Everyone, thanks for the comments... @Bighorn, don't underestimate how beautiful Wyoming looks to an outsider, especially in the fading early evening light as you head south towards Lusk. Simply gorgeous! Thanks for the thunderstorms and hail comments. I am concerned about it and have the weather map on half the screen at all times. As you know, there are 20 or more mile stretches in Wyoming that have no shelter. Will look into the Beartooth highway detour... The stretch between Coeur D'Alene and West Yellowstone is a bit of a challenge, but we've planned for it. Tessie will sleep at an RV Camp getting charged while we sleep at a nearby motel.
@Samo, we will not be going to Hawthorne, but to Morro Bay from Vegas.
@sbeggs, thanks for the best wishes.

We could consider yesterday, June 26, the first real day of vacation on this trip. We finally visited our first National Park, Badlands NP, and what a magnificent place it is. We started down Rt 240 a bit later than expected and had to give up on our planned long hike through it, though we did hike every suggested stop: from the "door" to the "window" to the "shelf nature trail" to the "fossil trail". Here we decided to do some off trail hiking to get the true feeli of the Badlands away from other tourists. By then we had gotten used to the terrain and how much our approach shoes would bite into the dried mud that makes up the Badlands. What must be incredibly slippery when wet is surprisingly grippy when dried. It wasn't a very long hike, maybe an hour, but a very satisfying one. Naturally, we had to stop at every overlook and take our customary dozens of pictures. The most interesting part of the day came as we parked at the last overlook prior to exiting the Park, the Pinnacles overlook. Liz spied a couple of mountain goats perched on top of one of the pinnacles. Soon she saw other goats with their kids crossing the treacherous steep sided slopes of the Badlands. Eventually five of them completely surrounded Tessie before walking calmly by. We captured some memorable scenes in pictures and videos which I'll post on my Vimeo site after we get back. One scene was a mother goat feeding her demanding kid while standing on the side of what looked like a vertical wall! Shooting into the setting sun at some of the mountain goats standing on the pinnacles provided us with some unforgettable moments.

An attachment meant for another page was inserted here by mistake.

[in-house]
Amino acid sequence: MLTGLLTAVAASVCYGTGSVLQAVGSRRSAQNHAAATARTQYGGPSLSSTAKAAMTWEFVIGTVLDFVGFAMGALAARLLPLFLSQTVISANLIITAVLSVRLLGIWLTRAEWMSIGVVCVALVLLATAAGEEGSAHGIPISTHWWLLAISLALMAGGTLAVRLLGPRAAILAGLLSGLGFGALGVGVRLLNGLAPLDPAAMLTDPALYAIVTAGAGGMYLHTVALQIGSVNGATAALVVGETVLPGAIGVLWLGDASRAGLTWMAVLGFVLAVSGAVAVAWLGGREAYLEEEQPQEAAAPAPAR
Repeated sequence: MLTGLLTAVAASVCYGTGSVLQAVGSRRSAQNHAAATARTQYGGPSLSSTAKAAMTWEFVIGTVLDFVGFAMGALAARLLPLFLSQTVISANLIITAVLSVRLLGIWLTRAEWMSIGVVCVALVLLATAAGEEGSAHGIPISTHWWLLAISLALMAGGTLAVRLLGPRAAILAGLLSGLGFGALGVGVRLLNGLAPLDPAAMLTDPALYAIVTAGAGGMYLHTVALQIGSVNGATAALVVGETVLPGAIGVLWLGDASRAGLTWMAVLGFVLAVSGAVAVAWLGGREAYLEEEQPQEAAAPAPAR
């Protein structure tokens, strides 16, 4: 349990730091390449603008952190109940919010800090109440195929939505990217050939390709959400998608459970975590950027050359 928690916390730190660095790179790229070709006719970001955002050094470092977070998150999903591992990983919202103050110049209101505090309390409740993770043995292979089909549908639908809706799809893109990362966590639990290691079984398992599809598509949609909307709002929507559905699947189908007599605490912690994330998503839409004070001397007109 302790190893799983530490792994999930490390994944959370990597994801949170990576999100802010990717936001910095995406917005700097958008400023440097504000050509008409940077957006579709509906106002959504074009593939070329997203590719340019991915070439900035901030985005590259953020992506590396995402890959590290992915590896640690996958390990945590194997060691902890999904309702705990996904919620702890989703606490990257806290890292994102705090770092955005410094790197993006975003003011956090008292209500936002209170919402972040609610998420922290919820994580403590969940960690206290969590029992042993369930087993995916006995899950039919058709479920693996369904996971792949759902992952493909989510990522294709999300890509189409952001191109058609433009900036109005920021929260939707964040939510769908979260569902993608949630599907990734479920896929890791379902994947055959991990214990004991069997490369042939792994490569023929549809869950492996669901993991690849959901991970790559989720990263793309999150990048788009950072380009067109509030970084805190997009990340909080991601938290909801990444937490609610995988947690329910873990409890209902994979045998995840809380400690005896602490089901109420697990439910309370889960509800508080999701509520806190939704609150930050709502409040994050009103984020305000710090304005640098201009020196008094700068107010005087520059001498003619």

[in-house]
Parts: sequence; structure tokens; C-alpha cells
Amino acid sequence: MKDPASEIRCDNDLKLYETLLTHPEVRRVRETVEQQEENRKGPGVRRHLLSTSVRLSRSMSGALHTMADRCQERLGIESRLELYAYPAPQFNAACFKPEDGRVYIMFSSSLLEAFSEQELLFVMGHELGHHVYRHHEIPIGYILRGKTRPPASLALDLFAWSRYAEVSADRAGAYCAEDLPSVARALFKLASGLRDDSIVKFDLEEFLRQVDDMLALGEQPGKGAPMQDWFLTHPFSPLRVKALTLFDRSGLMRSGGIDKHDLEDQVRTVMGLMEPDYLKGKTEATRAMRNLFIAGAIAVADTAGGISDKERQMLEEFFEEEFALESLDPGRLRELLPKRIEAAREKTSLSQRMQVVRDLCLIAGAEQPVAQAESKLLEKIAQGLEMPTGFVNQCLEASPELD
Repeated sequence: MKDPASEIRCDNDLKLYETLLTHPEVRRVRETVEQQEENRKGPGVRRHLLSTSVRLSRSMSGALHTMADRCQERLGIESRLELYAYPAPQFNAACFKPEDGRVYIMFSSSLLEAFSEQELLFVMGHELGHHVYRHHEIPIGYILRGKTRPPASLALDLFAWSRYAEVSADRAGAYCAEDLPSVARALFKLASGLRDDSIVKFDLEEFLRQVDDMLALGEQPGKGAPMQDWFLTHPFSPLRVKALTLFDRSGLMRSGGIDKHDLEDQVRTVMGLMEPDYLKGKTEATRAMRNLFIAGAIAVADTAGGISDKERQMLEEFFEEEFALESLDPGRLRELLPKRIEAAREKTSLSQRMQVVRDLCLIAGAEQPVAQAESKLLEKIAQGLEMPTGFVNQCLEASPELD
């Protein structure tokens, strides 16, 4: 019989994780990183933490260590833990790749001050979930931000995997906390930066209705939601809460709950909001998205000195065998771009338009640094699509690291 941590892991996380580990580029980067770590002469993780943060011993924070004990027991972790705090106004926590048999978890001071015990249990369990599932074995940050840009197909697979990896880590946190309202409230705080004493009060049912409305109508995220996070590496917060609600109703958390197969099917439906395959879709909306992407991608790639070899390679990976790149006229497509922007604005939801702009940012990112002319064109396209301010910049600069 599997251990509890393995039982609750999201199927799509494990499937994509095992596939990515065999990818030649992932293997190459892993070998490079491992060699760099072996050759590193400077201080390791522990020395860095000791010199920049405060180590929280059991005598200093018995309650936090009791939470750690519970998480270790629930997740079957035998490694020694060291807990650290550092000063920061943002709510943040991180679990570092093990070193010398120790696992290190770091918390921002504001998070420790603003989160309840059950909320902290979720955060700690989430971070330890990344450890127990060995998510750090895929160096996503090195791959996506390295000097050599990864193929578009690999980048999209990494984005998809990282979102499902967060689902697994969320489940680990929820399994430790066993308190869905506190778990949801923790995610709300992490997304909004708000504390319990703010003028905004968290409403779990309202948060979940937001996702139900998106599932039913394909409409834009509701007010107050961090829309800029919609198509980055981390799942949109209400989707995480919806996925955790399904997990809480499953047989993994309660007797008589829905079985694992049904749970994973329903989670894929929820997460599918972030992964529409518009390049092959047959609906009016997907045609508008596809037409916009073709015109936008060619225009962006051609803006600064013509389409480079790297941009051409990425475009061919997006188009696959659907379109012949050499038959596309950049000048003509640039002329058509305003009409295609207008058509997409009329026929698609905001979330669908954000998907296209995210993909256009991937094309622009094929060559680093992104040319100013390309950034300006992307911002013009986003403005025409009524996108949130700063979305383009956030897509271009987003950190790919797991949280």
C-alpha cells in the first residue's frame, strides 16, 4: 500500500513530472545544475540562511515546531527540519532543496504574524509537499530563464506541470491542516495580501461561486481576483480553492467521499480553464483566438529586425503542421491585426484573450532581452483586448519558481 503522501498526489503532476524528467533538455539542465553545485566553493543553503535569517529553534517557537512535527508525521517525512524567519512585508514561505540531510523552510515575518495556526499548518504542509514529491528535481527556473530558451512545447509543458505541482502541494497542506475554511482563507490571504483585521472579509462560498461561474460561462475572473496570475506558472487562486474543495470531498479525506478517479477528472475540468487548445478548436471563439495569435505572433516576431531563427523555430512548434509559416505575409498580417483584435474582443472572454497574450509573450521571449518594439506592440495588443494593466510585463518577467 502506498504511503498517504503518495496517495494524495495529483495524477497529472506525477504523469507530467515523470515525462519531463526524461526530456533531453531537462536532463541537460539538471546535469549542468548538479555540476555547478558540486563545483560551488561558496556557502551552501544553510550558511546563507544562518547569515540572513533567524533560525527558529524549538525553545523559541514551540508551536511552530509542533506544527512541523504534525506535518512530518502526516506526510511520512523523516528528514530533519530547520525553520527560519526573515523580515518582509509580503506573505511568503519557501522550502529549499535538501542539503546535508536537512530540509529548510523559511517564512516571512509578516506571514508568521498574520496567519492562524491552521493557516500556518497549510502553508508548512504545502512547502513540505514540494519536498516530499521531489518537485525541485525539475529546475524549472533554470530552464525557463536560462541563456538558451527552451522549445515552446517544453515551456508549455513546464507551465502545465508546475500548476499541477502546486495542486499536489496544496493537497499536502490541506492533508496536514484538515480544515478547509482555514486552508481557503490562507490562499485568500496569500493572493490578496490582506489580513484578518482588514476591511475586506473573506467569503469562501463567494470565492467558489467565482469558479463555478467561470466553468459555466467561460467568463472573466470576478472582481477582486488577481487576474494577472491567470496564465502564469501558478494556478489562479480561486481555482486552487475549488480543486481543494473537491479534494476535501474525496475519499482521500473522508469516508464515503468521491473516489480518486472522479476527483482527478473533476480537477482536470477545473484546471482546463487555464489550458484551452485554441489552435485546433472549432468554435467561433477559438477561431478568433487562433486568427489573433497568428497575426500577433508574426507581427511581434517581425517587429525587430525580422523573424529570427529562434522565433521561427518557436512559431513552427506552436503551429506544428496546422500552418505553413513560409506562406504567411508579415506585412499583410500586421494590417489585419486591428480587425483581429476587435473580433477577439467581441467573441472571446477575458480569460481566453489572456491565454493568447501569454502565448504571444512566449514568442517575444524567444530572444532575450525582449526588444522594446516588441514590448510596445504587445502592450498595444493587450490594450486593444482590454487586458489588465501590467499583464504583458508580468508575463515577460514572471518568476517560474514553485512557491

Today we visited awe inspiring Mount Rushmore which is really beatifully done by the Park Service, though we could do with less of the touristy hoopla in the town of Keystone. We continued on to Custer City for lunch at the self proclaimed best burger and buns restaurant in America while Tessie was getting a charge from a Nema 14-50 at the Custer City visitor center. Fred from the Chamber of Commerce was enthusiastic about Tesla and turned on the power to the four outlets. We got an extra 40 miles of range during lunch, which served us well when Liz decided she wanted to drive the Needles Highway and visit Custer State Park to see the wild burros and the herd of bison. Of course, we had to take the obligatory videos of Tessie squeezing through the 8'4" tunnel. Given that it's a few inches wider than our garage door, it was child's play. According to the very helpful ranger at the entrance to Custer State Park, the burros can usually be found at the southeastern corner of the Park, and that's exactly where we found "them": a mother and her baby, both incredibly friendly, insisting to be hand fed some of the junk food we had in the car. Given that these are really domesticated burros who have turned feral, we didn't feel too badly about breaking this most basic of rules. A quick look at our range told me that we needed to backtrack to Rt87 and start our trek to the Lusk supercharger. On the way back, we stumbled upon a herd of buffalo moving east through the lush grass of the Park. Some of the babys didn't know whether to eat the sweet grass or suckle on mom's milk. What a sight! One more nature sight awaited us when we came upon a herd of pronghorn antelope grazing in a sloping meadiw. They are really graceful creatures, more so than the herd of deer that visit our Pennsylvania backyard every day. The rest of the trip to the Lusk SC was uneventful other than the customary thunderstorm on our way to Wyoming. Uneventful but not ordinary. The beauty of the landscape in the evening light as we headed south to Lusk was breathtaking... One more surprise awaited us in Lusk. During all the months we have owned Tessie, we seldom see more than one Tesla a week. In Lusk, today we saw four! A grey one from Illinois headed to Oregon, a black one from New York State, and another white one like Tessie. Clearly, Lusk is a happening place!